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SMC recommends Novartis’ Gilenya for severe form of MS

Leads wave of drug reimbursement opinions in Scotland

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Scotland has become the first country in the UK to recommend Gilenya (fingolimod) for patients with a severe form of relapsing multiple sclerosis.

The Scottish Medicines Consortium (SMC), which provides healthcare guidance for people in Scotland, recommended the oral drug as a first line option for people rapidly evolving severe relapsing remitting MS (RES RRMS).

The recommendation means that NHS patients in Scotland now have an oral alternative to hospital-based infusion with Biogen Idec's Tysabri (natalizumab), required every 28 days.

SMC recommendations for Boehringer, Janssen, Takeda and MSD

Several other companies received positive recommendations from the SMC, including Boehringer Ingelheim.

The German company had two medicines recommended, including Pradaxa (dabigatran etexilate), which the SMC said should be available to treat and prevent deep vein thrombosis (DVT) and pulmonary embolism (PE)

The SMC also backed Boehringer's Jardiance (empagliflozin) to help control blood sugar levels in people with type 2 diabetes, although use of the drug is restricted in certain situations.

Janssen continued to expand its hepatitis C business with a recommendation for Olysio (simeprevir), while both Takeda and MSD received two recommendations each.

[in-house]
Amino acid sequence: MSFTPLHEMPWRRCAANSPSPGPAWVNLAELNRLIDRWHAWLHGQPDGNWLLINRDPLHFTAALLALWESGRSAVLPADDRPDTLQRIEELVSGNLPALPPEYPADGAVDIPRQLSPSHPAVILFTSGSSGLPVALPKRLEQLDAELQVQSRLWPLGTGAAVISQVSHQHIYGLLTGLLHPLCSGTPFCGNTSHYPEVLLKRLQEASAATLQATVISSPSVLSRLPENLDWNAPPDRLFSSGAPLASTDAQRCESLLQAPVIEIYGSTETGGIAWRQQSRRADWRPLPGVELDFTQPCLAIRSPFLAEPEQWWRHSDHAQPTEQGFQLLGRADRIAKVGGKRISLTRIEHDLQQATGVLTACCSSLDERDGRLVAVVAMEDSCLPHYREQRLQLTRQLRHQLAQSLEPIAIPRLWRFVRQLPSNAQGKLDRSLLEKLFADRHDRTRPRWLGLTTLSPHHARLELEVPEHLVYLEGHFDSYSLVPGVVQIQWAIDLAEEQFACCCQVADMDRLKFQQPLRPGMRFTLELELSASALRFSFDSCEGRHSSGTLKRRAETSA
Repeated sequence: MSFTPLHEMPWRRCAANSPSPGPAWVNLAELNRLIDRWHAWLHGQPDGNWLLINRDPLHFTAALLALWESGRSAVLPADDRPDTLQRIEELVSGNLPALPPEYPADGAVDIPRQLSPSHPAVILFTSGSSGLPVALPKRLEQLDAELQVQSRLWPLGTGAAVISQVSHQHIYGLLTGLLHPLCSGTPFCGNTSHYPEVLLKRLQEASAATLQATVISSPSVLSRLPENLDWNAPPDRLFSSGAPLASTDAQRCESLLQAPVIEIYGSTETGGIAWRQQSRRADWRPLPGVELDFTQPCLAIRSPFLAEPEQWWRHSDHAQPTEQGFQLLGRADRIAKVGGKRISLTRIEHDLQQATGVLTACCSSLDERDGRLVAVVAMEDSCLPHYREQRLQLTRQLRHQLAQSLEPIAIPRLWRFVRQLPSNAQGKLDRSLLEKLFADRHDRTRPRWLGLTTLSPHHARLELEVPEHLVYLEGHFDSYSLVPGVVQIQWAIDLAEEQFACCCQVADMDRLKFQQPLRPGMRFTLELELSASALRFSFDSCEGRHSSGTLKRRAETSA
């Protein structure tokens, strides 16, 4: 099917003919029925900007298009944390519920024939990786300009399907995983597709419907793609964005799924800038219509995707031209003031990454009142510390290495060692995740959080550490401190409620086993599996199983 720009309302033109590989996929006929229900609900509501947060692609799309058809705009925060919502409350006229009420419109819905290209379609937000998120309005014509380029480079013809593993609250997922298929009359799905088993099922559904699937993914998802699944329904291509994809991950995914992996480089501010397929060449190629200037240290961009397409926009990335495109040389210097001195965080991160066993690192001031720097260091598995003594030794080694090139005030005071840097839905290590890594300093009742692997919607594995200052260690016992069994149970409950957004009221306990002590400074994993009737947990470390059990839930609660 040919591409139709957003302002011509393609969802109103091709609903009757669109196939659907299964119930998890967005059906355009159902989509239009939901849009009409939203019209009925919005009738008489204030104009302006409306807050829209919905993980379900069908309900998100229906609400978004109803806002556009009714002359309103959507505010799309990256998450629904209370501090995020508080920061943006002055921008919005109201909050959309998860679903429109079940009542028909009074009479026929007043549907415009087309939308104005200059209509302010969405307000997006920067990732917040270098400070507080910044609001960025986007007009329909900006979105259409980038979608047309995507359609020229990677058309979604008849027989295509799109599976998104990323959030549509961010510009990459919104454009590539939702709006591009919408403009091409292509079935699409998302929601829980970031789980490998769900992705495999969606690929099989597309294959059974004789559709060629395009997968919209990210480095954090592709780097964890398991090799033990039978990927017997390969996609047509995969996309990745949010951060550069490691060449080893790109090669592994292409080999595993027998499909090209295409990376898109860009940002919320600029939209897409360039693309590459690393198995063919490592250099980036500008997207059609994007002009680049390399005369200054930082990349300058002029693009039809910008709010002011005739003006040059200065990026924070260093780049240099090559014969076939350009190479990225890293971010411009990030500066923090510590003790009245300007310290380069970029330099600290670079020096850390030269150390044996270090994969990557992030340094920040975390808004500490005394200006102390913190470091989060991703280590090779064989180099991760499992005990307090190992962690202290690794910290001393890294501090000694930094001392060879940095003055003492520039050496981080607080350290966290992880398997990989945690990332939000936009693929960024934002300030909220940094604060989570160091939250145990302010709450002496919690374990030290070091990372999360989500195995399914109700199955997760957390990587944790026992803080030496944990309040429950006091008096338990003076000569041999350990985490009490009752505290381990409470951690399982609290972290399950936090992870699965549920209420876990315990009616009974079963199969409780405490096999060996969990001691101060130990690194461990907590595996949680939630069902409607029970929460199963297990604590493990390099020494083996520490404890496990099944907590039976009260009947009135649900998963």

Takeda's Vipdomet (alogliptin with metformin) was recommended for the treatment of adult patients with type 2 diabetes to provide glycaemic control, while Adcetris (brentuximab vedotin) was backed for the treatment of adult patients with relapsed or refractory CD30+ Hodgkin lymphoma.

The SMC issued positive guidance to MSD for Simponi (golimumab) to treat moderately to severely active ulcerative colitis and for Noxafil (posaconazole) to treat fungal infection.

SMC says no to Kadcyla

The SMC joined England's National Institute for Health and Care Excellence (NICE) in denying NHS reimbursement for Roche's Kadcyla (trastuzumab emtansine) in breast cancer.

The SMC said Roche's “justification of the treatment's cost in relation to its health benefits was not sufficient to gain acceptance”.

Article by
Kirstie Pickering

15th October 2014

From: Sales

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